Asynchronous messaging in Golang

I have recently written an article about how to use Celery in Django projects. Celery is a message queue in Python. I though “OK, cool, now let’s take a look at how it can be implemented from scratch”.

Concept

The project has 3 parts:

  1. Client, which is sending tasks,
  2. Broker, which is receiving tasks and storing them for the worker,
  3. Worker, which is collecting tasks and consuming them.

In my case I am going to have 1 task, which pushes a comma-separated list of integers which the worker will sum and print the result. Both client and worker need to now about how to identify tasks (in my case it’s going to be by a key) and what data structure to expect, but there’s no need to know anything about the implementation.

Code

Let’s begin with the client, which is the simples one. When fired, it pushes a new key to the queue.

package main

func main() {
	TaskKey := "task"
	broker := New()
	broker.sendTask(TaskKey, "7,2")
}

The worker is also quite simple:

package main

import (
	"fmt"
	"strconv"
	"strings"
	"time"
)

func handleTask(value string) {
	sum := 0
	values := strings.Split(value, ",")
	for i := range values {
		v, _ := strconv.Atoi(values[i])
		sum += v
	}
	fmt.Println("Sum of ", value, " is: ", strconv.Itoa(sum))
}

func main() {
	TaskKey := "task"
	broker := New()
	for {
		time.Sleep(time.Second)
		taskValue := broker.receiveTask(TaskKey)
		if len(taskValue) > 0 {
			go handleTask(taskValue)
		}
	}
}

It runs a loop asking every second to check if a new data to process has appeared. If yes, then it fires a goroutine to calculate it. Value is split, sum is counted and the result is printed out.

Now, to the broker, which is a common piece for both parts:

package main

import (
	"github.com/go-redis/redis/v7"
)

// Broker is a helper for sending and receiving messages.
type Broker struct {
	client *redis.Client
}

// New is a constructor for Broker.
func New() Broker {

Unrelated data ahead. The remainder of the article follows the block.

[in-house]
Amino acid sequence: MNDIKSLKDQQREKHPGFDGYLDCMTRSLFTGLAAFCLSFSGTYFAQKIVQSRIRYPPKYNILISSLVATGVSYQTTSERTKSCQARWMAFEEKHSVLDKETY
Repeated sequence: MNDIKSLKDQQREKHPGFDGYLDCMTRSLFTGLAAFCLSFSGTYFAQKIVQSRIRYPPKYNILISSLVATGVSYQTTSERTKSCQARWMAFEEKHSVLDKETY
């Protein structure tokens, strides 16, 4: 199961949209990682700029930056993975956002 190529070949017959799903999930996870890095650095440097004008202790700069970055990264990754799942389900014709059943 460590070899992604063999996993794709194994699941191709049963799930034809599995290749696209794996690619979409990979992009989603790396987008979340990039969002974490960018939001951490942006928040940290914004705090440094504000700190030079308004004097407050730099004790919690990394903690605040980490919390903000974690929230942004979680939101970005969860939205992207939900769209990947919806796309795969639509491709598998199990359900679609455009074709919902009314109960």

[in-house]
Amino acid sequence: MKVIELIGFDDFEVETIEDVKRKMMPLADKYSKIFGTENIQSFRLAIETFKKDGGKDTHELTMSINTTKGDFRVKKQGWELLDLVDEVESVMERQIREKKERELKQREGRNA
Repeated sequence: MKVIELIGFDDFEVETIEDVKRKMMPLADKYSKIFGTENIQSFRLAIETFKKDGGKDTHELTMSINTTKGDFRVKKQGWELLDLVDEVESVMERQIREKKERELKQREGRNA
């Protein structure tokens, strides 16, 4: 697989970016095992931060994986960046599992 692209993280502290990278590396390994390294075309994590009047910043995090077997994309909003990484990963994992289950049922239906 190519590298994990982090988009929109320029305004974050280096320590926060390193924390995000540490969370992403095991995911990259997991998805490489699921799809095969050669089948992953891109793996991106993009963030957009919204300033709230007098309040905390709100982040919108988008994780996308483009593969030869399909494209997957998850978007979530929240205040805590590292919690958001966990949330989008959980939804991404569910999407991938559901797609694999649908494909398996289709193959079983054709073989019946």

return Broker{
		redis.NewClient(&redis.Options{
			Addr:     "localhost:6379",
			Password: "",
			DB:       0,
		}),
	}
}

func (b Broker) sendTask(key string, value string) {
	err := b.client.LPush(key, value).Err()
	if err != nil {
		panic(err)
	}
}

func (b Broker) receiveTask(key string) string {
	result, _ := b.client.RPop(key).Result()
	return result
}

It gives a function, New() which creates a Broker instance. All configuration is hardcoded, but it could be implemented to use RabbitMQ or anything else for collecting tasks. The broker puts new values from the left side of the array and collects them from the right making for a FIFO type of queue. Errors in general are ignored to provide simplicity.

Run Go!

Let’s build and run our code. I’ve prepared a Makefile, so just type:

$ make
go build -o client client.go broker.go
go build -o worker worker.go broker.g

Now, start the client (it’ll put data to the queue to be consumed later):

$ ./client

And let’s consume it.

$ ./worker
Sum of  7,2  is:  9

Additional resources

Another example of queue implementation in Python.

My code on Gitlab.

Last word

I have chosen Golang to learn something about it. It seemed a reasonable backup for Python, which is slow and has issues with multithreading. Today I’ve learned once again one of the greatest Python’s pros: the ease of programming. It handles stupid, simple tasks way more easily. Let’s once again take a look at the code for splitting a string and summing numbers in Go:

	sum := 0
	values := strings.Split(value, ",")
	for i := range values {
		v, _ := strconv.Atoi(values[i])
		sum += v
	}
	fmt.Println("Sum of ", value, " is: ", strconv.Itoa(sum))

Not only it still has a bug (try running it against something that has a space inside like 1, 2), but also it required 2 imports. Equivalent Python is:

print(f'Sum of {value} is: {sum(int(i) for i in value.split(","))}')

Goodnight.

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